The rice market continues to be very quiet, particularly from a marketing standpoint although the new crop plantings are in full swing across all of the Southern rice growing regions. Export sales for the week were reported at around 65,000 MT which is a significant net decrease from the previous report but is still within the acceptable range from a healthy market perspective.
Continued sales are crucial to moving the 2018/19 crop still in storage in order to make room for new crop in the next few months. As the transportation glut decreases, the market will hopefully continue to see positive sales momentum. This is particularly true given the pricing differential at the grower level. Vessel loadings were notably increased over the previous report and give some indication that the sold product is moving through the system. Maintaining a solid pace throughout the process is important to the long term market outlook as well.
Asian prices this week were mixed, with minor adjustments in all of the benchmark origins. Currency changes are again responsible for the lion’s share of the fluctuations, particularly at the regional level. Underlying fundamental factors seem to be relatively unchanged and no major shifts are anticipated at this time. USDA’s world market price estimate remained unchanged again this week. This marks the third week of price stagnation and given the current market scenario, is likely to remain unchanged in the coming week as well.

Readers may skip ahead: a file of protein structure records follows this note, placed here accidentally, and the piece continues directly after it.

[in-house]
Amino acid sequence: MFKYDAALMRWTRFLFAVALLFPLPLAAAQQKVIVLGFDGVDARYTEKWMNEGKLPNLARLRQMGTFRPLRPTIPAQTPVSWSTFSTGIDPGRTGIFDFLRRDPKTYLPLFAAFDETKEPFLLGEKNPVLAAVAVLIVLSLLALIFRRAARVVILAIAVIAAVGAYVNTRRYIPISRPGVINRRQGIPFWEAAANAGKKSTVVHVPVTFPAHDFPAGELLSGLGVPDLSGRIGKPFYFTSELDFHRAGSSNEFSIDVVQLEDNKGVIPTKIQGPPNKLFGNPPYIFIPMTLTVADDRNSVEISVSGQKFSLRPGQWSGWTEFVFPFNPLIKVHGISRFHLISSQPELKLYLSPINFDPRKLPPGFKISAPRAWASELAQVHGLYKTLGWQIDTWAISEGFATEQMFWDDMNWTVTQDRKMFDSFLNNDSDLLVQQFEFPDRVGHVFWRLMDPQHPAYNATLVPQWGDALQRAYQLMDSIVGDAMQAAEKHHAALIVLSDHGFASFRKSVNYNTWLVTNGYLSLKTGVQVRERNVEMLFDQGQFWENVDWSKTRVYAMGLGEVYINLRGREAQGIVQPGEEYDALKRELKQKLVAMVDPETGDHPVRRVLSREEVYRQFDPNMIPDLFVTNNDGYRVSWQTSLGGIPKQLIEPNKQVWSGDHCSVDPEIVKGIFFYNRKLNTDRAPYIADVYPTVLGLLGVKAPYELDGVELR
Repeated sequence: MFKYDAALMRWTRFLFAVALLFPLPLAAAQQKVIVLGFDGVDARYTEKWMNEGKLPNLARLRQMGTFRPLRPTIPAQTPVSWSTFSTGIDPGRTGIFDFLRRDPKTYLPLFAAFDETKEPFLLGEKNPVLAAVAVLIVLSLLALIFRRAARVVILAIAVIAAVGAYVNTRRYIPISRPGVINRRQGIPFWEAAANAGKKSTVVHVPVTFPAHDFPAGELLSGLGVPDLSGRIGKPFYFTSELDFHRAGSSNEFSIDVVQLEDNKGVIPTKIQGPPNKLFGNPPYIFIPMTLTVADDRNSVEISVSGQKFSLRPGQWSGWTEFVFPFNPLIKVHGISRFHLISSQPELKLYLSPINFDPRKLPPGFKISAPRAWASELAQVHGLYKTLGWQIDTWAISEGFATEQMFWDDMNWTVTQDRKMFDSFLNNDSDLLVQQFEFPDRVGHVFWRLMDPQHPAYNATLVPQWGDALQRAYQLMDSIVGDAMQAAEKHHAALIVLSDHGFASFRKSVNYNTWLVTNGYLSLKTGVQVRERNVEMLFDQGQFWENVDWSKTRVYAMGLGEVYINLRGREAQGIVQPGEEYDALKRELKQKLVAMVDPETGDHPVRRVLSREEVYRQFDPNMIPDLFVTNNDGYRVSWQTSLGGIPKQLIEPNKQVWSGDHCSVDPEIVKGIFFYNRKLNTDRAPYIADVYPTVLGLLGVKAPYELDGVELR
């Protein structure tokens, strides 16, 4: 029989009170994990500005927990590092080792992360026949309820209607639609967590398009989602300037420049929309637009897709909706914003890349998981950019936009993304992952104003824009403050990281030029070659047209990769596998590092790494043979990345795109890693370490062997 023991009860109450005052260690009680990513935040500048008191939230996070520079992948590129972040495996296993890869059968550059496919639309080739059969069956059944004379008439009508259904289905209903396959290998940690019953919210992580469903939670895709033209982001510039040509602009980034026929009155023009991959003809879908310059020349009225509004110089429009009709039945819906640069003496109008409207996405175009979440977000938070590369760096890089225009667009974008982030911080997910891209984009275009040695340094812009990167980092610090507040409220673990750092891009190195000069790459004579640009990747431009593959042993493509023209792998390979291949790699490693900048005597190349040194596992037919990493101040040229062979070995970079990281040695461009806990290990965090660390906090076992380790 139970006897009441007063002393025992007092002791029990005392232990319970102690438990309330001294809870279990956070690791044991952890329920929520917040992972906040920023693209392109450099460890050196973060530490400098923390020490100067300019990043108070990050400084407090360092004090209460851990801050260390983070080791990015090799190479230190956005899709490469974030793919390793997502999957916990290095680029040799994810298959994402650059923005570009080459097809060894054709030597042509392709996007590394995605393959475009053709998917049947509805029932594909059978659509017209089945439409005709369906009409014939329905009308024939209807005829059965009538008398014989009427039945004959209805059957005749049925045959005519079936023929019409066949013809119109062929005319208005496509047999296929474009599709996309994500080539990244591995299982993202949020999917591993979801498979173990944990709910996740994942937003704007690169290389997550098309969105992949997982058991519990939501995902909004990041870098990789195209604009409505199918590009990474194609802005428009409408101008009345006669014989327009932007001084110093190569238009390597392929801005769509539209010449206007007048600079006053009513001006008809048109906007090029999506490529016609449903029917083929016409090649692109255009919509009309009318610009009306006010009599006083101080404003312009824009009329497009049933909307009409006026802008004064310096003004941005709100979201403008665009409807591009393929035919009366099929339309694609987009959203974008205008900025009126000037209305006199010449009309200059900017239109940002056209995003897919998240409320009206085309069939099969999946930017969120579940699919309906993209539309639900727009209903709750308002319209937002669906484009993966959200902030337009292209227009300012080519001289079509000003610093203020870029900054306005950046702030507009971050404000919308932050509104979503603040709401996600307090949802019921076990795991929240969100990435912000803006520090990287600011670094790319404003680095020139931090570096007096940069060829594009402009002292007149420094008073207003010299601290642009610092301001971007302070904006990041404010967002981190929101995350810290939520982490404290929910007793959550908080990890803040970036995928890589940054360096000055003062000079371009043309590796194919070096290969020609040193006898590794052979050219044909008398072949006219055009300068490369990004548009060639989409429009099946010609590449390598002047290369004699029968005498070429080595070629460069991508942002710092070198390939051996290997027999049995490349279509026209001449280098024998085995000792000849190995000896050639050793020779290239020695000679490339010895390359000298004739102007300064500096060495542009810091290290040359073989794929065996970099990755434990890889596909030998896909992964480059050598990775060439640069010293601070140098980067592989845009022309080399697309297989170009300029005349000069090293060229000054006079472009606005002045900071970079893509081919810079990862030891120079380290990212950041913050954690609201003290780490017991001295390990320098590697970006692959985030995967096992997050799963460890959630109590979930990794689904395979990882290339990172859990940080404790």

In the domestic market, very little rice is trading at current levels. As has been mentioned in previous reports, this is partially due to the current price of rice with the other component being the amount of rice in first hands left to sell. It is generally accepted that farm level pricing will need to appreciate significantly in order to acquire the remaining volumes.
Rice News on AgFax
Planting is well underway with a large percentage both planted and emerged at the southern extremity of the rice growing region (Texas and Louisiana). Meanwhile further north, weather delays are reported as being the primary culprit impacting the new crop planting season. Trade based acreage estimates continue to diverge widely from those posted by USDA last month and continued weather delays may well force growers to consider alternatives.
The futures market this week continued to fall, with the open contracts on the board posting losses ranging from 2.1-2.6%. Average daily volume was up significantly against the previous week’s trading, while daily open interest noted moderate gains. Regardless of industry expectations, the board will trade on actual available information and until some new indicators are presented, the downward trend can realistically be expected to continue.